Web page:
Fermi’s GPU compute performance ranges from slightly over 2x the performance of GT200 to 3.5x the performance in these tests.

This slide pretty much speaks for itself, notice the up to 2x performance over GTX-200.

Rocket Sled Demo

Nvidia gave us a peek at a new demo they are shipping with Fermi called the “Rocket Sled Demo”. We’ll have a YouTube of it later in the section but without PhysX and 3D Vision you won’t get the full jaw dropping experience.

The usual introductory slide.

The Supersonic Sled demo is designed to show Fermi’s power and feature set and we have to tell you it’s more than we expected.

Like we all know each little addition of eye candy leads to a conglomerate more realistic game.

Nvidia wanted a fun demo designed to explode, ready to blow off the track, and some guy is strapped in.

They started with a few concepts for the sled and drew from a few real life shots of existing sleds.

They took what they had learned and extrapolated it to the look they felt right for the demo.

From the initial rough beginnings they morfed it into what they wanted.

They they threw a little Nvidia magic at it to make it special.

They tossed in some fluid (smoke) simulation to pop the eye.

Then they tossed in dust, explosions, and smoke trails from failed components.

Once they put the Nvidia spin on it they defined the PhysX attributes.

Here’s how the CPU to GPU handshake (communications) are handled.

They wanted an animated face for the pilot and chose a beloved character (Barney Fife from Mayberry RFD) to use as a mdel for the pilot.

They modeled the pilots body on PhysX and defined the PhysX zone. Notice they shifted to more cartoon like because they felt that to realistic might get a little gory for general public consumption.

Then they defined the pilot’s joints with their PhysX engine (using APEX).

Rocket Sled Demo

Thye, of course, needed to test the pilots joints and the PhysX assigned to them and it’s looking pretty good here.

SO how do they handle the pilots face with the myrads of changes forced on it from G-Forces?

They decided to define the facial features like cloth (PhysX APEX supported) so they could give the poor guys face a good workout.

Then they needed an environment for the sled to run in so they did a concept drawing.

Then they wireframed and tessellated it giving it a desert look and feel like something out of one of the first color westerns.

Then here they have the sled in the environment they created and needed a few things to blow up as the sled runs past.

They built a bridge and a few other things into the demo so they could destroy them. Large chunks we have 1500, and small chunks we have 40,000.

How far did they crank it up, we saw a million particles acting much like water.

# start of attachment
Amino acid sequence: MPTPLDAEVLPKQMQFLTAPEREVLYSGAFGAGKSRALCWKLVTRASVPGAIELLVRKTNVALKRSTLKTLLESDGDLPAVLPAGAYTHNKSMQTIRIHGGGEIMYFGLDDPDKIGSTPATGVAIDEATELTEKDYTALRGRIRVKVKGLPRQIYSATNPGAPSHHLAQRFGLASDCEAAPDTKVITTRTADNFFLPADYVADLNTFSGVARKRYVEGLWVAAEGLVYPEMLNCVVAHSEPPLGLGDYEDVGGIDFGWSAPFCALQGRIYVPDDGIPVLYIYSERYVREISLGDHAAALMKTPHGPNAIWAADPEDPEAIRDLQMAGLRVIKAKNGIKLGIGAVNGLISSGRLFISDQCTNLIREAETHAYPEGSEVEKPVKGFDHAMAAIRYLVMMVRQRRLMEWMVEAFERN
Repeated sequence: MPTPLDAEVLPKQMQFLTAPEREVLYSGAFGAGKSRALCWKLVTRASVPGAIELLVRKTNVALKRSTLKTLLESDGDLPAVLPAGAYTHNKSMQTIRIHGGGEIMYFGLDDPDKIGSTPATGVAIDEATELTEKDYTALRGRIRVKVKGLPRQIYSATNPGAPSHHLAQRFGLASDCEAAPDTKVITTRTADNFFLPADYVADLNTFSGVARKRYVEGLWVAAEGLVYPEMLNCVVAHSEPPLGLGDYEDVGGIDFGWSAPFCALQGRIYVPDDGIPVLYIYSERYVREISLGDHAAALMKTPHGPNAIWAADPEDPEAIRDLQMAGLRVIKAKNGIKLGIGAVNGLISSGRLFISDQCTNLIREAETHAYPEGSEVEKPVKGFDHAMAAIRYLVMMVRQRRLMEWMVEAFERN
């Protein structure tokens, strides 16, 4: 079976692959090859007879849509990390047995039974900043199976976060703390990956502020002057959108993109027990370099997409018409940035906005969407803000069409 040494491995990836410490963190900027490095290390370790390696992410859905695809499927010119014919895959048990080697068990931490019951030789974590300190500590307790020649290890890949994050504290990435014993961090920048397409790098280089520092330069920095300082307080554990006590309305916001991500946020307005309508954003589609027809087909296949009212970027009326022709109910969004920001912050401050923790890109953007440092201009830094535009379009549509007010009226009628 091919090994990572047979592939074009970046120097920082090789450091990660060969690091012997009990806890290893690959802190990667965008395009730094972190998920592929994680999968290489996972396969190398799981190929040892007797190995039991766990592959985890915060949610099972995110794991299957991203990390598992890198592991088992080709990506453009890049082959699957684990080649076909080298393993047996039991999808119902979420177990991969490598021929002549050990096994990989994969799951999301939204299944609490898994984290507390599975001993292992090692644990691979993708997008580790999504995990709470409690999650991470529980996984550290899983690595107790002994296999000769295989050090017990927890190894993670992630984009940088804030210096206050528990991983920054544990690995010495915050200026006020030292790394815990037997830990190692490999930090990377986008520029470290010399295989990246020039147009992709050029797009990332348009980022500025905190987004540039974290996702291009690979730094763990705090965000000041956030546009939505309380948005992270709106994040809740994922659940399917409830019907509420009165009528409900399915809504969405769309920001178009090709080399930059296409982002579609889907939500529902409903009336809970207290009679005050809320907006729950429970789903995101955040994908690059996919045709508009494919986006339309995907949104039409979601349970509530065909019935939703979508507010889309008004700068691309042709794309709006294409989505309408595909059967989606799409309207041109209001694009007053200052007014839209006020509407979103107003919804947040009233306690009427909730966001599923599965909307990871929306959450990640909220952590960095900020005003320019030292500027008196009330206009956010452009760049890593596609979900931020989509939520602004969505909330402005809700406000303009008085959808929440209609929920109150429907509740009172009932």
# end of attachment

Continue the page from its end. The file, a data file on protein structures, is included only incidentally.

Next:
Hard to believe there’s one million articles floating around without the entire rig slowing to a crawel.

The needed some desert backdrop so they wireframed and tessellated it

Just imagin how many triangles the GPU has to spit out for this one terrain feature.

Once they had the terrain right they needed to shade it so it looks good to the eye.

Moving at supersonic speeds things are going to blur and here’s how that’s handled.

Here’s a little of the blur, don’t worry it all comes together in the YouTube.

They tossed in a lot of Fermi’s new features and made it PhysX and 3D drooltastic.

Here’s what you’ve been waiting on, it’s in 720p so it might take a minute to fully load. It’s from the floor of CES so you might want to mute sound.

Conclusion

Fermi’s release is scheduled for the end of Q1 2010 but the core is in it’s productions stage. In our 7 hour meeting with Nvidia we saw and experienced a lot of Fermi and from the enthusiasm dripping from the Nvidia people you can tell Fermi is going to rock the graphics world. Just how rocking we’ll have to wait and see because while we saw a few benchmarks on Fermi it wasn’t a final product and the drivers for it haven’t been finalized so rather than release rough benches we would prefer to wait until we have a refrence GPU in hand and bench it ourselves.

We talked a lot about Fermi but some things were Tabu, like core clocks, memory clocks, performance numbers and specific release date.

It was a little bit of a paper launch but we’d rather have information direct from the Nvidia crew than speculation from 3rd party sources. It might have been paper but it was pretty paper.

We can’t wait for hands on Fermi and left Vegas with the feeling that this is one of those products that can and will change the face of gaming in a lasting manner.

We’d like to thank the Nvidia crew for all the time they spent with us during and after the meeting. The meeting was great and after the meeting, well what happens in Vegas stays in Vegas.